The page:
Spare ribs are the big, meaty ribs that come from the belly of the pig. They have more fat and flavor than back ribs, but also require a bit more time or attention to prepare successfully.
The 3-2-1 method is one of the best ways to ensure that spare ribs give up all of their tender piggy goodness without drying out. It basically involves smoking the ribs as normal for 3 hours, followed by 2 hours of cooking them wrapped in foil, and then 1 more hour unwrapped. This gives the ribs a good, smoky flavor, breaks down the toughness of the meat, and adds a final crispy bark. Continue reading “3-2-1 Spare Ribs”
Flat iron steak is a relatively new cut of meat. It comes from the top shoulder of the chuck. It usually ends up as ground beef, but if the butcher fillets out the nasty strip of connective tissue, you end up with two decent hunks for beef that are as tender as tenderloin and as flavorful as a strip steak. Continue reading “Flat Iron Steaks”
I really enjoy grilled pork loin – it’s quick, cheap, tasty, and very versatile. It’s the first thing I reach for when we’ve got guests to feed on short notice. The only issue I have with it is that pigs have been bred to be so lean that this cut can dry out pretty easily.
While it’s true that northern winters have not stopped us from grilling pretty much year-round, there does come point in the Spring where all of a sudden the air is warm and the sun is high. A day where standing around tending a grill stops being a chore and starts being a joy.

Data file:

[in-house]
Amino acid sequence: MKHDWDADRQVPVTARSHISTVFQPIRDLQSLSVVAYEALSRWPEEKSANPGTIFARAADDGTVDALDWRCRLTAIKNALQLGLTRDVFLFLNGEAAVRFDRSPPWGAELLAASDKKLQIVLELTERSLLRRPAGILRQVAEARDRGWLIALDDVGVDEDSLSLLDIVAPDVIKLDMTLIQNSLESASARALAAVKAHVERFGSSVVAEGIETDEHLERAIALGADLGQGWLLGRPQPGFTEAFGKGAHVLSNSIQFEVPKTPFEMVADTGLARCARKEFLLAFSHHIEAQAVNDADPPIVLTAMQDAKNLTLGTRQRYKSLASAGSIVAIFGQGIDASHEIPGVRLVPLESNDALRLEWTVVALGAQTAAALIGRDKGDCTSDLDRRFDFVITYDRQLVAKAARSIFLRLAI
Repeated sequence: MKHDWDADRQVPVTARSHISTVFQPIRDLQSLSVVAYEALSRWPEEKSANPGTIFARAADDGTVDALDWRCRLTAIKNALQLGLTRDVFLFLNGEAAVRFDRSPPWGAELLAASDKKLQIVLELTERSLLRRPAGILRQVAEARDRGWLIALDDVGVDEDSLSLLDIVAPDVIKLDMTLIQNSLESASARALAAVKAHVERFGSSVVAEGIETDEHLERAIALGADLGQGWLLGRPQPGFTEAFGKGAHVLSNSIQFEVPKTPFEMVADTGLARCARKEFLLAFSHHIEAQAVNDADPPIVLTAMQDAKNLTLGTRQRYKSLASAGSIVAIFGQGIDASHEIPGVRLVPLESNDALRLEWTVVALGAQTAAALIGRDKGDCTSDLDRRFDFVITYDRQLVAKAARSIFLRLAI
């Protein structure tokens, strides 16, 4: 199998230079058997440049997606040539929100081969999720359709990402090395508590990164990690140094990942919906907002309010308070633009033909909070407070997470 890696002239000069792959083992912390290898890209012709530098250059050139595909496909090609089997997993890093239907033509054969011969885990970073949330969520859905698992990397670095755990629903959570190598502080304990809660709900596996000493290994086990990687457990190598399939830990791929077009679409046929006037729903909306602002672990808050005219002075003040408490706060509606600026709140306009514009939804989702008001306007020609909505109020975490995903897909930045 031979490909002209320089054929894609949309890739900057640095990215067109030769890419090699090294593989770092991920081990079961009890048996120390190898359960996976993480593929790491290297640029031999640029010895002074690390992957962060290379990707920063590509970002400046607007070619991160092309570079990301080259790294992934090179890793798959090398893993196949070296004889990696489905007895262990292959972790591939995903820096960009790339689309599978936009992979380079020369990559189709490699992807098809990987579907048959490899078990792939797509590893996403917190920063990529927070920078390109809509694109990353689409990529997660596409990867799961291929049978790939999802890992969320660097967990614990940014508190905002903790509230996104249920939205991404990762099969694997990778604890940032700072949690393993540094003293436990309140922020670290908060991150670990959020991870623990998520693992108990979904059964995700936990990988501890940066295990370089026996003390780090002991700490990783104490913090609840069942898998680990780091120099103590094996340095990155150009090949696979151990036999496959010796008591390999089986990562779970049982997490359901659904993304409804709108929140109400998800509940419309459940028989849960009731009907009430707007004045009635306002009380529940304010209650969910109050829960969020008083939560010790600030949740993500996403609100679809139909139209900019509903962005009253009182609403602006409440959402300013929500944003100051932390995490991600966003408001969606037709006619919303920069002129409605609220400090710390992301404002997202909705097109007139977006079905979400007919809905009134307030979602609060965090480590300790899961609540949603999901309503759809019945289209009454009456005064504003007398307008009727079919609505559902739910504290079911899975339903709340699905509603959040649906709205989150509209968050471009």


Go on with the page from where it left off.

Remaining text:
Tuna loin is the section of prime meat that lies next to the fish’s lateral line and provides most of the tail’s propulsive power. Steaks cut from these loins really benefit from being treated more like beef than fish – sear them quick and hot and serve them no more done than medium rare.
Marinate the steaks for at least an hour (overnight is best) in a your favorite teriyaki sauce (I like Soy Vay’s Island Teriyaki Sauce). Remove from the marinade and dust both sides with sesame seeds. I also like to hit it with a little Dizzy Pig’s Tsunami Spin or a good 5-Spice powder.
Now get your grill HOT!!! On the Big Green Egg this is easy – just open up all the vents and let it roar. On a charcoal grill you might want to consider getting a chimney starter full of coals hot and placing the cooking grate right on top of it. On a gasser, look for the “Nuclear” setting on your burner knob. Continue reading “Tuna Steaks”
First – Find the freshest, tenderest spears you can find and snap off the tough ends.
Second – Mix up a marinade of a 50/50 mix of balsamic vinegar and olive oil. Add a dash of kosher sea salt (and a dab of Dijon mustard if you’re feeling extra fancy).
Third – Marinate the spears for about an hour. Remove the spears to the grill, reserving the marinade.
Fourth – Grill the spears hot and fast over a medium-high flame. Turn them a quarter of a turn every minute or so for a 4 to 5 minute total cook. Al dente is the name of the game – they should have grill marks that are dark brown, not black, and should still be tender-crisp.
Fifth – Dump the hot spears back in the marinade momentarily, toss and serve.
Sixth – Eat one-at-a-time with your fingers, enjoying every succulent bite.
It’s finally Spring around here, and that means two of my seasonal grilling favorites are starting to show up in our stores – salmon and artichokes.
I love to cook salmon on a cedar or alder plank. The wood adds a lot of flavor and because it protects the fish from the flames you can high temperatures to seal in the juices. Use a food-grade plank that’s at least half and inch thick. Because you want the plank to smolder, not burn, it needs to soak in water for about 30 minutes.